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The Agents of Magic in Medieval Scandinavian Literature

Agent·e·s de la magie imaginé·e·s dans la littérature scandinave médiévale

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Published on Friday, July 17, 2020


Les laboratoires Elans et Reigenn (Représentations et identités, espaces germaniques, nordiques et néerlandophones), de Sorbonne-Université, organisent en collaboration avec le laboratoire Arts, civilisations, histoire de l'Europe (ARCHE) de l'université de Strasbourg des journées d'étude sur la représentation des agent·e·s de la magie dans la littérature scandinave médiévale.



Óðinn the sorcerer god, Egill Skalla-Grímsson cursing his opponents or Queen Gunnhildr charming the Icelanders passing through Norway, all share a common characteristic: they are agents of magic. The practice of magic has struck the imagination of medieval Scandinavians and its description gave birth to memorable scenes in the literature.

It is nowadays generally admitted that the medieval literary sources are part of a medieval imaginary reconstruction of the ancient and pre-Christian practice of magic. Yet, it is possible to see in these literary descriptions the reflections of medieval realities, such as the influence of pre-Christian elements on thirteenth-century Scandinavian practices (Biering 2004; Heide 2004; Dillmann 2006), the similarities with alleged shamanistic rituals (Schnurbein 2003), or the specifically Christian characteristics of several practices (Mitchell 2011; Meylan 2014).

More than the historical reality which may be perceived from these writings, we shall focus on the underlying worldview and conceptualizations of the texts written by thirteenth and fourteenth-century authors. Do the various names used to refer to magic such as seiðr, fjölkyngi or fróðleikr reflect different concepts or categories or are they mere synonymous? Is it possible to use them to construct a typology of the agents of magic? Do these agents play the same role and do they have the same function throughout the Old Norse corpus? For instance, what are the common traits between the völva of Völuspá and the one of Eiríks saga rauða? In several sources, magic is connected to the art of poetry; does this substantial affinity impact the way in which magic and those who practice it are portrayed in those poems? What can these works tell us about the world view of their authors, and more broadly, of their society?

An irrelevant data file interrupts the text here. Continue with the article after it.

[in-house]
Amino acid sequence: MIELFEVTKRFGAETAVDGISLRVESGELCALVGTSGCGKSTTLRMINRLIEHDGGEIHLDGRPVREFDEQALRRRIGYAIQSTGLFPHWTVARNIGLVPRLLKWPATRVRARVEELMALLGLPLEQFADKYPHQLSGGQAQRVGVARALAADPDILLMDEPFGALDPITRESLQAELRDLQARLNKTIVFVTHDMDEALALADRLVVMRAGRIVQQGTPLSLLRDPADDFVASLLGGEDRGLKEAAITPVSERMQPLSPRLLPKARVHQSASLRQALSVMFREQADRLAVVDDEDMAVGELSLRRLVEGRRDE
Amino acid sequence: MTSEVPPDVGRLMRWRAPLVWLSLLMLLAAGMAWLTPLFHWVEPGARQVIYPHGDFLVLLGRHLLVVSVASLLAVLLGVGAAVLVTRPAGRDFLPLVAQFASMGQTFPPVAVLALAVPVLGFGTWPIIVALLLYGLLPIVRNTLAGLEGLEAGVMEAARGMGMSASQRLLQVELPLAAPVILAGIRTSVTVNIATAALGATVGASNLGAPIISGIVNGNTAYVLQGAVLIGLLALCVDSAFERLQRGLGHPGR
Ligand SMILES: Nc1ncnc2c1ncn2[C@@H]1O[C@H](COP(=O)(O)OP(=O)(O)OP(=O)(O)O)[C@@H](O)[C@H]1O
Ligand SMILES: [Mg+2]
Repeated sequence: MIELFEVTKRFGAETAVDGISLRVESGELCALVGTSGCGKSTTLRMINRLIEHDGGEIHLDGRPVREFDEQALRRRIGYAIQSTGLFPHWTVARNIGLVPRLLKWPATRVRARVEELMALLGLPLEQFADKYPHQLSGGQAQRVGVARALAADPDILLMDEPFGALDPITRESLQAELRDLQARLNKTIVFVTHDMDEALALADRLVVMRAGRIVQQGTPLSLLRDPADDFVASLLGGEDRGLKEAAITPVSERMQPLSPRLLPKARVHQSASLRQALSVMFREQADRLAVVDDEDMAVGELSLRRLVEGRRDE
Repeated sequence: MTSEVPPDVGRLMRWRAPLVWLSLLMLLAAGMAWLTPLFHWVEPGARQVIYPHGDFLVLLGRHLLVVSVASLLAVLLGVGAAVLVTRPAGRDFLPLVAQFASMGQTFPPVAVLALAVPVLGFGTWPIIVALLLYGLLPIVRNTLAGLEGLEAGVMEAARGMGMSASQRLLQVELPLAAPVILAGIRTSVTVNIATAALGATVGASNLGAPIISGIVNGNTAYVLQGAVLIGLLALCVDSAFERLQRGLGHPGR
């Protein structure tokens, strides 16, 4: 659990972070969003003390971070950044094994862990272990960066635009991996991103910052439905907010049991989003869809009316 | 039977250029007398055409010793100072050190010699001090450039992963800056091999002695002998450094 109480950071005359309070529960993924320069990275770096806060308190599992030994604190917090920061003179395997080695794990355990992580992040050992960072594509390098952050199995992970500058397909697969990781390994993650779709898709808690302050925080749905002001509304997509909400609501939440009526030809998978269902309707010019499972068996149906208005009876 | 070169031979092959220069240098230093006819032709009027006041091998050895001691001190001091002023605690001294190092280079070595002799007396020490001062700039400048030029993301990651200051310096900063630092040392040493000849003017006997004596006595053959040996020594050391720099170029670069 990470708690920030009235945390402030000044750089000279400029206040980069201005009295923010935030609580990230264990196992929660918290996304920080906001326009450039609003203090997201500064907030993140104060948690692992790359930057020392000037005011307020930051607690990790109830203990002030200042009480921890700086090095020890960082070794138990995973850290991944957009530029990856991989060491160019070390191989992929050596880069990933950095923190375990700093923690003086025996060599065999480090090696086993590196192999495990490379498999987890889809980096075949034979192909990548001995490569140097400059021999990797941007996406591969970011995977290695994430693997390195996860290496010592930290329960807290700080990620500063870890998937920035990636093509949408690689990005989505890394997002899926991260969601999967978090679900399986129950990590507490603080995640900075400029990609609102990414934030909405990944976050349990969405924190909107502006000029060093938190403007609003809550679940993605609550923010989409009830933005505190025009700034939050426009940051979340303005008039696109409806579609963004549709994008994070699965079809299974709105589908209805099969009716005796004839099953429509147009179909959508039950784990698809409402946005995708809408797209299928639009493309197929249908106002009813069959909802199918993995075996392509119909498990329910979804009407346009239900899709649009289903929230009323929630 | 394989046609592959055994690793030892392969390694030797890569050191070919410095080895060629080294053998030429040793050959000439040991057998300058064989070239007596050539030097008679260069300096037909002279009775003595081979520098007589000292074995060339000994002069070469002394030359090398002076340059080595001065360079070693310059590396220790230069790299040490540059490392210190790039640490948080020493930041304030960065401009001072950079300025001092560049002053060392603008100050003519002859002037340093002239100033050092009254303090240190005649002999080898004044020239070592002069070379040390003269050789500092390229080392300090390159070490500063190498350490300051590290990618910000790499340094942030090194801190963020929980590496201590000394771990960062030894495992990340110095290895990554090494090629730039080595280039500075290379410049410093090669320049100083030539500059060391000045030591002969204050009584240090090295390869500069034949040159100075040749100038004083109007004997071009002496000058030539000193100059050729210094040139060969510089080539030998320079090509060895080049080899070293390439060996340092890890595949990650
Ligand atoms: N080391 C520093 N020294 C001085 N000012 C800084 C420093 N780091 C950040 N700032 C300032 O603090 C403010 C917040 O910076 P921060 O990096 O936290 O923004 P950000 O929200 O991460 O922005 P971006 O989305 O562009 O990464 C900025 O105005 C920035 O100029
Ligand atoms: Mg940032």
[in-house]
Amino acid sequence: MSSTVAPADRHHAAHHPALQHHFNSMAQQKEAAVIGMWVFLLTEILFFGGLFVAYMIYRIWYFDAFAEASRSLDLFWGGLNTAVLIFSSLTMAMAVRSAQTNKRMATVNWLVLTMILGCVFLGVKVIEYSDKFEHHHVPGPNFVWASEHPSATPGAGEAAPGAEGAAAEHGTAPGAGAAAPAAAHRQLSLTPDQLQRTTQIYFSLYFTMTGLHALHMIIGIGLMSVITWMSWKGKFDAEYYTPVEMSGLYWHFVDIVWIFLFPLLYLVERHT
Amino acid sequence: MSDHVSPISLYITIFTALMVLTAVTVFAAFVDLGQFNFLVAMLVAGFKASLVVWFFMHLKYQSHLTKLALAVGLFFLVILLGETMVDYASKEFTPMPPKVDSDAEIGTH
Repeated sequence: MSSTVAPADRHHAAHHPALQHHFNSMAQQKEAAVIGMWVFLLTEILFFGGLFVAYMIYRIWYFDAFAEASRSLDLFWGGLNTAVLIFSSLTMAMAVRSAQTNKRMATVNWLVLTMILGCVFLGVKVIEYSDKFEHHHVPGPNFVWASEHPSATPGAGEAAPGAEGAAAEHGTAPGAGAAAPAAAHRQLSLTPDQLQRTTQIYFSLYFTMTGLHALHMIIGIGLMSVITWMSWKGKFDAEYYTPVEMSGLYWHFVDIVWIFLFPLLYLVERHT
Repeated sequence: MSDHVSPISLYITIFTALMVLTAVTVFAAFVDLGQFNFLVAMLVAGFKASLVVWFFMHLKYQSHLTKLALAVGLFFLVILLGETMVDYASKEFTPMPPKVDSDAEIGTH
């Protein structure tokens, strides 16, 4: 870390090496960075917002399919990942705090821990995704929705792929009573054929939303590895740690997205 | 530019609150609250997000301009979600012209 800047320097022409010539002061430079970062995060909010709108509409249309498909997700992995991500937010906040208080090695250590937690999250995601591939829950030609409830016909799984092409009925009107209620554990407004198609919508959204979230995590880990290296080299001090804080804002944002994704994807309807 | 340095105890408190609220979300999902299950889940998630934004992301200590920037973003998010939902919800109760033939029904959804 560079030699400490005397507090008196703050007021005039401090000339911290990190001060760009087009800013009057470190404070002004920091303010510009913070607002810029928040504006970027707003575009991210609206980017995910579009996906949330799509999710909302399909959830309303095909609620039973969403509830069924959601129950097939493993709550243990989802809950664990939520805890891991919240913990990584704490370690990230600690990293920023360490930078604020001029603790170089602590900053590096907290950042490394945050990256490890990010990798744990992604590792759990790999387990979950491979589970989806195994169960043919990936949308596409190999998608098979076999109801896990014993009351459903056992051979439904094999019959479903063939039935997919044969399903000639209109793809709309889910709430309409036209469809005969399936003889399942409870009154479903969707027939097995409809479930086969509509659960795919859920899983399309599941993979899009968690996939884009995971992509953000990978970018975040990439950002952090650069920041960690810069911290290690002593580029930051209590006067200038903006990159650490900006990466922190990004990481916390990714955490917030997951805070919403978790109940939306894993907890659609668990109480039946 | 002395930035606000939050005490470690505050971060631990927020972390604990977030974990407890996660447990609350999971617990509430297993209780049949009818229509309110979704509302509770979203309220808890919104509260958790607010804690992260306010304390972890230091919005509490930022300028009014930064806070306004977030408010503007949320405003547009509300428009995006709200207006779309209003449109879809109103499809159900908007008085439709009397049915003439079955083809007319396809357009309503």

The participants may present a paper regarding the following axes:

  • The influence of literary genre on the representation of magic.
  • The projection of medieval categories on older and pre-Christian practices.
  • The interaction of pagan and Christian representations of magic.

Contributions from various perspectives could be submitted, both regarding case studies or theoretical reflections.

Submission Guidelines

The proposals (no more than 500 words), in English or French, must include a brief resume (1 to 2 pages)

and be sent before the 14th of September 2020 to: 


Presentations will be twenty minutes followed by ten minutes for discussion.


  • 1 rue Victor Cousin
    Paris 05 Panthéon, France (75 005)


  • Monday, September 14, 2020


  • littérature scandinave médiévale, magie, représentations

Reference Urls

Information source

  • Virginie Adam
    courriel : virginieadam [at] ymail [dot] com


CC0-1.0 This announcement is licensed under the terms of Creative Commons CC0 1.0 Universal.

To cite this announcement

« The Agents of Magic in Medieval Scandinavian Literature », Call for papers, Calenda, Published on Friday, July 17, 2020, https://calenda.org/790552

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